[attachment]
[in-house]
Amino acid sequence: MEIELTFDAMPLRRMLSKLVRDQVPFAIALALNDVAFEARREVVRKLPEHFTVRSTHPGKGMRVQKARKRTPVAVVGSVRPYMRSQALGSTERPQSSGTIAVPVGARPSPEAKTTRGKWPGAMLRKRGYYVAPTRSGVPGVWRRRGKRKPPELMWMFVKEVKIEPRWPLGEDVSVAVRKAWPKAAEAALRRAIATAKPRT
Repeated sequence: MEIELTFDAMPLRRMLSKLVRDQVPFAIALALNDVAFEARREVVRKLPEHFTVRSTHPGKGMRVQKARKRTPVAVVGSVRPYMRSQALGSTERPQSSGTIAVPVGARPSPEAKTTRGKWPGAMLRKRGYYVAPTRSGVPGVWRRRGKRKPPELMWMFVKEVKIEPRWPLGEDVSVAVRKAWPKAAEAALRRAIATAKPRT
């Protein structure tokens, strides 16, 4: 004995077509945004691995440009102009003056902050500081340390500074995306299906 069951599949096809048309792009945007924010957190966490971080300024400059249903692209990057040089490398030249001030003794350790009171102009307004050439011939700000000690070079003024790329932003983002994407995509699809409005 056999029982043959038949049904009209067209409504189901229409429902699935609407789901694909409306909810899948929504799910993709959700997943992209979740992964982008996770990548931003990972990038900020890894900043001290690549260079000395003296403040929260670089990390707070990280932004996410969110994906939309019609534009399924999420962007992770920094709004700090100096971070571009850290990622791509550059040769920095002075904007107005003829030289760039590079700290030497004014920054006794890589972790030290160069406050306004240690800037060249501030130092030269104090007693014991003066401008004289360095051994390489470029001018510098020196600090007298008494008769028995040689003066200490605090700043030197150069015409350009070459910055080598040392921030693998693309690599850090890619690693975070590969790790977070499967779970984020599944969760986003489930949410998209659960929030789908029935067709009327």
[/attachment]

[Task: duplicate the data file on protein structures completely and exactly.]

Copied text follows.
[in-house]
Amino acid sequence: MEIELTFDAMPLRRMLSKLVRDQVPFAIALALNDVAFEARREVVRKLPEHFTVRSTHPGKGMRVQKARKRTPVAVVGSVRPYMRSQALGSTERPQSSGTIAVPVGARPSPEAKTTRGKWPGAMLRKRGYYVAPTRSGVPGVWRRRGKRKPPELMWMFVKEVKIEPRWPLGEDVSVAVRKAWPKAAEAALRRAIATAKPRT
Repeated sequence: MEIELTFDAMPLRRMLSKLVRDQVPFAIALALNDVAFEARREVVRKLPEHFTVRSTHPGKGMRVQKARKRTPVAVVGSVRPYMRSQALGSTERPQSSGTIAVPVGARPSPEAKTTRGKWPGAMLRKRGYYVAPTRSGVPGVWRRRGKRKPPELMWMFVKEVKIEPRWPLGEDVSVAVRKAWPKAAEAALRRAIATAKPRT
């Protein structure tokens, strides 16, 4: 004995077509945004691995440009102009003056902050500081340390500074995306299906 069951599949096809048309792009945007924010957190966490971080300024400059249903692209990057040089490398030249001030003794350790009171102009307004050439011939700000000690070079003024790329932003983002994407995509699809409005 056999029982043959038949049904009209067209409504189901229409429902699935609407789901694909409306909810899948929504799910993709959700997943992209979740992964982008996770990548931003990972990038900020890894900043001290690549260079000395003296403040929260670089990390707070990280932004996410969110994906939309019609534009399924999420962007992770920094709004700090100096971070571009850290990622791509550059040769920095002075904007107005003829030289760039590079700290030497004014920054006794890589972790030290160069406050306004240690800037060249501030130092030269104090007693014991003066401008004289360095051994390489470029001018510098020196600090007298008494008769028995040689003066200490605090700043030197150069015409350009070459910055080598040392921030693998693309690599850090890619690693975070590969790790977070499967779970984020599944969760986003489930949410998209659960929030789908029935067709009327």